Hidden gems a lesson for us all

I had a dream the other night in which two old friends met in Princes Street on Hogmanay and, as you do at that time of year, enquired after each other's lives over the previous 12 months.

"How's your self-evaluation been, then, Jimmy? Have you managed to tick off all your quality indicators and met the targets on your personal development plan . . ."

Naw - life's not like that, really, is it? And, I have to admit, my heart tells me that neither is education. Certainly there needs to be accountability, and structures in place to ensure standards are high and consistent. But, generally speaking, those areas of education that make it all worthwhile cannot be easily ticked off in boxes. So, for my review of the year just gone, a few moments that stood out, that came without bullet points or evaluation sheets.

There was the circle of pupils at our senior ceilidh, from Sweden, the Philippines, Germany, England and Scotland, united in mastering the dance, just part of a brilliant evening organised by the pupils themselves, that demonstrated teenagers can still enjoy themselves to the full without the need for sex, drugs, drink, or rock and roll.

I remember, too, the sixth-year pupil sitting with a first-year child who has additional needs, as part of our paired reading scheme, and with infinite patience encouraging the youngster to read with greater confidence and ever-increasing fluency.

At a continuing professional development session for our newly-qualified staff, I sat inspired while, unbidden, they spoke for more than half an hour, with passion and energy, about their commitment to the job, their care for their pupils and their willingness to learn and develop - and not a shadow of cynicism in sight.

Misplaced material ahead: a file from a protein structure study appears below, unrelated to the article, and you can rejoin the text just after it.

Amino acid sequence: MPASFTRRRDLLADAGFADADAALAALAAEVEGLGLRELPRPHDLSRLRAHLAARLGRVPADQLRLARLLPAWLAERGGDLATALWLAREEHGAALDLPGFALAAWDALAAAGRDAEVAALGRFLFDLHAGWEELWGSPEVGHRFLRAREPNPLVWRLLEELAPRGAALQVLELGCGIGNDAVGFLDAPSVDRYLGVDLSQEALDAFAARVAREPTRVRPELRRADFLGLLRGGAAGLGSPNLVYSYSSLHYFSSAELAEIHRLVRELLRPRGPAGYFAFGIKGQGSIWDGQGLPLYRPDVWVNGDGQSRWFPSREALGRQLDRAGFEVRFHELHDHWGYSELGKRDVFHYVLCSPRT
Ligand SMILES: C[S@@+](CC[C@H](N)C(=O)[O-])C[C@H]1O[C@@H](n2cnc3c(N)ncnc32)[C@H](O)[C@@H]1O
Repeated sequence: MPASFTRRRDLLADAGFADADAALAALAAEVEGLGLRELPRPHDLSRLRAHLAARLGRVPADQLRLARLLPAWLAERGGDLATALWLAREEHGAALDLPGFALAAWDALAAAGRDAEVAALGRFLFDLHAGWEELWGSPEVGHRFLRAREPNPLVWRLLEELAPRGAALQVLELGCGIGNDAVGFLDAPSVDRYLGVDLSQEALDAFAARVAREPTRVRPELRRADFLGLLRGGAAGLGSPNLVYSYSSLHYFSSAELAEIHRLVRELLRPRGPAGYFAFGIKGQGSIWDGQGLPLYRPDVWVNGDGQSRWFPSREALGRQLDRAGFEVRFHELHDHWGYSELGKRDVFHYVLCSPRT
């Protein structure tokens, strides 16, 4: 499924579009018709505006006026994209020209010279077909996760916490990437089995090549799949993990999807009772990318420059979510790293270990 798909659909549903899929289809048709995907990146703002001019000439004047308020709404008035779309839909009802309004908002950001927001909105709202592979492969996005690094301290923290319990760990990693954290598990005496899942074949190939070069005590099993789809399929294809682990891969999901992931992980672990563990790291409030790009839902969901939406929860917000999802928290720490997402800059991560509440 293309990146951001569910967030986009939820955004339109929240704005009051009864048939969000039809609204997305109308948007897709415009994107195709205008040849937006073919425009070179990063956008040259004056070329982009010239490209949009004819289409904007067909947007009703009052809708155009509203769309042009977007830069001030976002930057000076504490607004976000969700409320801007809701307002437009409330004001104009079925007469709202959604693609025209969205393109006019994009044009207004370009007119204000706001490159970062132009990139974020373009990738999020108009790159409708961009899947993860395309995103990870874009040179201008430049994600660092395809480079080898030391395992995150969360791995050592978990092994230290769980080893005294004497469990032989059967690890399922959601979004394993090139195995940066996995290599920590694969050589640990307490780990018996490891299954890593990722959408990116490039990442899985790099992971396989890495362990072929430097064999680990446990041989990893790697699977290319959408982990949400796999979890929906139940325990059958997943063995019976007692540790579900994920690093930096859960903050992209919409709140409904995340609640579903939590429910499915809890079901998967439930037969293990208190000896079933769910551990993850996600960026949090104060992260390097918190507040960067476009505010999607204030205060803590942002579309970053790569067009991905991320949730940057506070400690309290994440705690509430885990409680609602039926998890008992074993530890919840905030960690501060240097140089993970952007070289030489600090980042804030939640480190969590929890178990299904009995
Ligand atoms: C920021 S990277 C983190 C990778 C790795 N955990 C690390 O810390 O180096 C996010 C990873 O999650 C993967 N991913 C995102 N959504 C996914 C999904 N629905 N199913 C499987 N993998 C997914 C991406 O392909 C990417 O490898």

There were many occasions when I deliberately passed the classroom of one of these teachers to lift my spirits, seeing her perched on a desk at the front of the room, pupils fully engaged and enthusiastic, and I celebrated classroom management and the art of teaching at its very best.

Then I think of the disturbed pupil who struggled socially to such an extent that, for his first three years and more at secondary school, he found it almost impossible to mix with his peers at breaks and during lunch. Now, however, he strides confidently across the atrium, clad in his chef's uniform, on his way to complete yet another learning outcome in his hospitality course.

And maybe hospitality is not a bad place to end at this time of the year for, when we are at our very best as teachers, we always do manage to find more room at the inn.

A Happy New Development Plan to one and all.

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